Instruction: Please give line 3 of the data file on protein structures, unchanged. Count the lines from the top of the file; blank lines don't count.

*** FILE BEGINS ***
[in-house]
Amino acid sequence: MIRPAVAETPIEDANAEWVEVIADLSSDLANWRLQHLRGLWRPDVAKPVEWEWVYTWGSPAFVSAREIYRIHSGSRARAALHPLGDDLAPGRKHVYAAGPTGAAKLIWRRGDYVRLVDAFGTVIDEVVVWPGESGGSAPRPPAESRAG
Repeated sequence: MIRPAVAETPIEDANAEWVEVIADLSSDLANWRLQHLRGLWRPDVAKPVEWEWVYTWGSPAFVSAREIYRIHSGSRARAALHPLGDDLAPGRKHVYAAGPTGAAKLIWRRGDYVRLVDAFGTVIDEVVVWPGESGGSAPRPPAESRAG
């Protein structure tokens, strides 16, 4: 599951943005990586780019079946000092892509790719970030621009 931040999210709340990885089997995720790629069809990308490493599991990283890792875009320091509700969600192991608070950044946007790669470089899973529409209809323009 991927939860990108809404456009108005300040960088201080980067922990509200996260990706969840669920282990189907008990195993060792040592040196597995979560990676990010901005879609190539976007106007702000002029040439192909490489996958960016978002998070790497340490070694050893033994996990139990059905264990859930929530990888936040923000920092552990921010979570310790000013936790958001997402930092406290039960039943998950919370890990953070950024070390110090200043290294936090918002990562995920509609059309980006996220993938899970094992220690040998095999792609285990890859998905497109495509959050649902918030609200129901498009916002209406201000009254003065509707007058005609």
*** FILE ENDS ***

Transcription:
Repeated sequence: MIRPAVAETPIEDANAEWVEVIADLSSDLANWRLQHLRGLWRPDVAKPVEWEWVYTWGSPAFVSAREIYRIHSGSRARAALHPLGDDLAPGRKHVYAAGPTGAAKLIWRRGDYVRLVDAFGTVIDEVVVWPGESGGSAPRPPAESRAG